I am familiar with Public keys, private keys and addresses. But, I don't understand how they are used when I want to transfer funds to a different wallet.

For example, what is the process that is actually happening under the hood when I click the 'transfer Bitcoin' button of my wallet in terms of the keys?


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what is the process that is actually happening under the hood when I click the 'transfer Bitcoin' button of my wallet in terms of the keys?

Your wallet selects from available coins (UTXOs for which your wallet knows the private key) a sufficient number to cover the amount being "sent" plus the selected transaction-fee.

These selected UTXOs form the input side of the transaction the wallet constructs. The output side has at least one output that contains a locking script derived from the "address" provided by the payee. The locking script is sometimes called a scriptpubkey for historical reasons.

For each coin being spent, your wallet then creates a cryptographic signature of most of the transaction data using the corresponding private key and the ECDSA algorithm.

This signature data is put into the unlocking script for each UTXO. This unlocking script is sometimes called the scriptsig. It proves to the rest of the nodes in the network that you have the right to spend those UTXOs. The exact contents needed in the unlocking script obviously depend on the specific type of locking script in the prior transactions in which those coins were sent to you (i.e. came under your control)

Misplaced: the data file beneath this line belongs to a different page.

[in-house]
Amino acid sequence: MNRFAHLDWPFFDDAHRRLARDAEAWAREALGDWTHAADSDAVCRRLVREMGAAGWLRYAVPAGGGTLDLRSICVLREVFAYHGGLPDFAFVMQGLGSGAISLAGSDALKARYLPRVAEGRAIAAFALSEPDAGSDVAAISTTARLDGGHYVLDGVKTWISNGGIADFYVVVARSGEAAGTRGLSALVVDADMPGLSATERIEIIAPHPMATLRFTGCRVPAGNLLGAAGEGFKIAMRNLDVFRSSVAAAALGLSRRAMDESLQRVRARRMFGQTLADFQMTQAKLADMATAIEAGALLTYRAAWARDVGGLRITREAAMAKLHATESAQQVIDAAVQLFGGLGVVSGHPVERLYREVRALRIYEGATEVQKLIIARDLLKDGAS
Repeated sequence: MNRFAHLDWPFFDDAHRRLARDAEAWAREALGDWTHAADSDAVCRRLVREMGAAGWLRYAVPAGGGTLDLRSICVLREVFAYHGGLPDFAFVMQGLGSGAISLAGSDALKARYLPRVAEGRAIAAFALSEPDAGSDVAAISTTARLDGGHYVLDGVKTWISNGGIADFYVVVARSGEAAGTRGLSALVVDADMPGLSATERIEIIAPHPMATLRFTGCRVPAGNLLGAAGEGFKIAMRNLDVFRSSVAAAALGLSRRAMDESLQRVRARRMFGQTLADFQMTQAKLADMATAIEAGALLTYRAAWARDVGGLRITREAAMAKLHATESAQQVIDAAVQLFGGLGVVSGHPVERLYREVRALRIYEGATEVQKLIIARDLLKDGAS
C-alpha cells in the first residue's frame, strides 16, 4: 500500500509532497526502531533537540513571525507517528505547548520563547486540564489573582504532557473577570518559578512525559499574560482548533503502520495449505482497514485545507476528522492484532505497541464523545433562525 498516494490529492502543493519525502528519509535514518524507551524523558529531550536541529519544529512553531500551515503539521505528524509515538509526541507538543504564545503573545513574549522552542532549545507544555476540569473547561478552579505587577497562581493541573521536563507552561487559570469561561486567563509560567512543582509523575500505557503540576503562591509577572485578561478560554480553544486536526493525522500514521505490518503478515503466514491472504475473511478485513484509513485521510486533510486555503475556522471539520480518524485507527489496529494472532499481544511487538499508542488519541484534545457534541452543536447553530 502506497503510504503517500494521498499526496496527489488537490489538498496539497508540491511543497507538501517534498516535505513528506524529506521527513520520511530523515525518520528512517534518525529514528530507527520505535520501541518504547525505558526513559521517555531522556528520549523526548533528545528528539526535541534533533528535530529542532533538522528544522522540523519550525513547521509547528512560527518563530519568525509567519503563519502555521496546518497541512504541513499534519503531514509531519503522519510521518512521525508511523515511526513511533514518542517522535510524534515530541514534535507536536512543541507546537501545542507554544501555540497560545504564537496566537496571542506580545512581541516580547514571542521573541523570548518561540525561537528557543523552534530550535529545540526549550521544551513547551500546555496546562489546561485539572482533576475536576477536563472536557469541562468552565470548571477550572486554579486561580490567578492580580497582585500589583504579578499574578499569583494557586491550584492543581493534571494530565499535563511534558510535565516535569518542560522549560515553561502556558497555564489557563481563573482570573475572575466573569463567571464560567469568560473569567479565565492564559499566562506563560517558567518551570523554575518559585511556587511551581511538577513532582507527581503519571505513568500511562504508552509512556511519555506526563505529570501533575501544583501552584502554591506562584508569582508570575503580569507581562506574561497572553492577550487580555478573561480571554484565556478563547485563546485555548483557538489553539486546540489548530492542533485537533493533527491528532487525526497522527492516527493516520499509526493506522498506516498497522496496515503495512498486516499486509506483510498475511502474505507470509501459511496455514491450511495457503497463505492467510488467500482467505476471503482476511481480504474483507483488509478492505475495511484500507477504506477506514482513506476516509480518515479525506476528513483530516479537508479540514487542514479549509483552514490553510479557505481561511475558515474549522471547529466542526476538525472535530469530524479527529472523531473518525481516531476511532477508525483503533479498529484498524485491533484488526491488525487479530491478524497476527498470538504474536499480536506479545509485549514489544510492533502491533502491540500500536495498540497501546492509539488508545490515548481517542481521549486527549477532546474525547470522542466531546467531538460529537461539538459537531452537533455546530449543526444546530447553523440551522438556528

The unlocking scripts are part of the created transaction but obviously cannot be part of the transaction data that is signed because their contents are not known until after the signature has been created.

The above applies to the simplest types of transactions. There are complicated types of transactions, such as n-of-m multisig, which I have not attempted to describe here.

How does the bitcoin network use public [...] keys [...]

In at least the simplest forms of transactions, nodes in the Bitcoin network use the public key provided to verify that the cryptographic signature in a transaction is a correct cryptographic signature of the transaction data.

Putting it very loosely:

bigint signature = ECDSA.sign(data, private-key)

boolean validity = ECDSA.verify(data, signature, public-key)

Things must get more complicated at a detailed level when you compare P2PK vs P2PKH let alone P2SH, segwit outputs and multisig transactions.

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